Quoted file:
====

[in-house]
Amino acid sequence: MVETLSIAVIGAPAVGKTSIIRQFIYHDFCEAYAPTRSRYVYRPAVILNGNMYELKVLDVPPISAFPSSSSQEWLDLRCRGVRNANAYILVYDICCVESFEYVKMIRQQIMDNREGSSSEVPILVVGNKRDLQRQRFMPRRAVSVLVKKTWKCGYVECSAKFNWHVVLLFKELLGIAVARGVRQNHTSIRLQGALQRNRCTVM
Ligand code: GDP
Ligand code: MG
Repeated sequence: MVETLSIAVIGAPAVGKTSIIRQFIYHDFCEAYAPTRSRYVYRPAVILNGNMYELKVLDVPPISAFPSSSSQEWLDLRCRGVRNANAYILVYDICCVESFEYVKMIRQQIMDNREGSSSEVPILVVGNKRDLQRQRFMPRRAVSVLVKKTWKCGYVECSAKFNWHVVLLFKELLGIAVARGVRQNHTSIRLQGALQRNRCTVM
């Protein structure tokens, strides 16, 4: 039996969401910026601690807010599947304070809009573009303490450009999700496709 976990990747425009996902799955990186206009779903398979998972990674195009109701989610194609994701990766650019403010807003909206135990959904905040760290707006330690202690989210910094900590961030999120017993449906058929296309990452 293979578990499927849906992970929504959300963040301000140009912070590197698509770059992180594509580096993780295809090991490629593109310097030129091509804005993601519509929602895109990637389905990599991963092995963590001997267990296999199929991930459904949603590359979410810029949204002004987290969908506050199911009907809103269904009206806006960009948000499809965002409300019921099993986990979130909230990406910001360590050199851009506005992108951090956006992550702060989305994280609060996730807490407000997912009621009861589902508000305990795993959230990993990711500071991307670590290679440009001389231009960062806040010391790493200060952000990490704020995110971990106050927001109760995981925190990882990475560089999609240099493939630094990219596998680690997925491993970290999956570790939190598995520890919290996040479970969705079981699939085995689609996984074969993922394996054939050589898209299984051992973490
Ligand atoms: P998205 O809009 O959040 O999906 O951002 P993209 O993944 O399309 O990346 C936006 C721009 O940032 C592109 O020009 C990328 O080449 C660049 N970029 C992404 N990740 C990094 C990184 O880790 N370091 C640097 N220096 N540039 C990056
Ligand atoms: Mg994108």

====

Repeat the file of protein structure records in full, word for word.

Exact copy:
[in-house]
Amino acid sequence: MVETLSIAVIGAPAVGKTSIIRQFIYHDFCEAYAPTRSRYVYRPAVILNGNMYELKVLDVPPISAFPSSSSQEWLDLRCRGVRNANAYILVYDICCVESFEYVKMIRQQIMDNREGSSSEVPILVVGNKRDLQRQRFMPRRAVSVLVKKTWKCGYVECSAKFNWHVVLLFKELLGIAVARGVRQNHTSIRLQGALQRNRCTVM
Ligand code: GDP
Ligand code: MG
Repeated sequence: MVETLSIAVIGAPAVGKTSIIRQFIYHDFCEAYAPTRSRYVYRPAVILNGNMYELKVLDVPPISAFPSSSSQEWLDLRCRGVRNANAYILVYDICCVESFEYVKMIRQQIMDNREGSSSEVPILVVGNKRDLQRQRFMPRRAVSVLVKKTWKCGYVECSAKFNWHVVLLFKELLGIAVARGVRQNHTSIRLQGALQRNRCTVM
């Protein structure tokens, strides 16, 4: 039996969401910026601690807010599947304070809009573009303490450009999700496709 976990990747425009996902799955990186206009779903398979998972990674195009109701989610194609994701990766650019403010807003909206135990959904905040760290707006330690202690989210910094900590961030999120017993449906058929296309990452 293979578990499927849906992970929504959300963040301000140009912070590197698509770059992180594509580096993780295809090991490629593109310097030129091509804005993601519509929602895109990637389905990599991963092995963590001997267990296999199929991930459904949603590359979410810029949204002004987290969908506050199911009907809103269904009206806006960009948000499809965002409300019921099993986990979130909230990406910001360590050199851009506005992108951090956006992550702060989305994280609060996730807490407000997912009621009861589902508000305990795993959230990993990711500071991307670590290679440009001389231009960062806040010391790493200060952000990490704020995110971990106050927001109760995981925190990882990475560089999609240099493939630094990219596998680690997925491993970290999956570790939190598995520890919290996040479970969705079981699939085995689609996984074969993922394996054939050589898209299984051992973490
Ligand atoms: P998205 O809009 O959040 O999906 O951002 P993209 O993944 O399309 O990346 C936006 C721009 O940032 C592109 O020009 C990328 O080449 C660049 N970029 C992404 N990740 C990094 C990184 O880790 N370091 C640097 N220096 N540039 C990056
Ligand atoms: Mg994108």